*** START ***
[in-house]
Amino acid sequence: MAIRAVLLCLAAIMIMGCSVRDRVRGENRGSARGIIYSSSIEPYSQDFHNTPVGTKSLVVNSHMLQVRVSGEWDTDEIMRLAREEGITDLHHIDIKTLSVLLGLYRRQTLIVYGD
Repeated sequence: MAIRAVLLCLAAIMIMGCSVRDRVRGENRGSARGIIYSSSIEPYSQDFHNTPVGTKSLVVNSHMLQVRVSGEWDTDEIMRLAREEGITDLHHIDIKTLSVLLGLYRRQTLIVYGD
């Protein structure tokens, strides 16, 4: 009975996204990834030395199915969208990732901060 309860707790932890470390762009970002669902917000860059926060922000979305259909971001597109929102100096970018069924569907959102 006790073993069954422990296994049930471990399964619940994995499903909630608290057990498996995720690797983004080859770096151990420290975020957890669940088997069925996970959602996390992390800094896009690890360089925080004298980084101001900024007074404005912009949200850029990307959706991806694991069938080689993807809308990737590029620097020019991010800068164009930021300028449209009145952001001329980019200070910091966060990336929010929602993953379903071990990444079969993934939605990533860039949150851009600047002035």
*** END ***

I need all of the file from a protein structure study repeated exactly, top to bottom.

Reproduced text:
[in-house]
Amino acid sequence: MAIRAVLLCLAAIMIMGCSVRDRVRGENRGSARGIIYSSSIEPYSQDFHNTPVGTKSLVVNSHMLQVRVSGEWDTDEIMRLAREEGITDLHHIDIKTLSVLLGLYRRQTLIVYGD
Repeated sequence: MAIRAVLLCLAAIMIMGCSVRDRVRGENRGSARGIIYSSSIEPYSQDFHNTPVGTKSLVVNSHMLQVRVSGEWDTDEIMRLAREEGITDLHHIDIKTLSVLLGLYRRQTLIVYGD
């Protein structure tokens, strides 16, 4: 009975996204990834030395199915969208990732901060 309860707790932890470390762009970002669902917000860059926060922000979305259909971001597109929102100096970018069924569907959102 006790073993069954422990296994049930471990399964619940994995499903909630608290057990498996995720690797983004080859770096151990420290975020957890669940088997069925996970959602996390992390800094896009690890360089925080004298980084101001900024007074404005912009949200850029990307959706991806694991069938080689993807809308990737590029620097020019991010800068164009930021300028449209009145952001001329980019200070910091966060990336929010929602993953379903071990990444079969993934939605990533860039949150851009600047002035």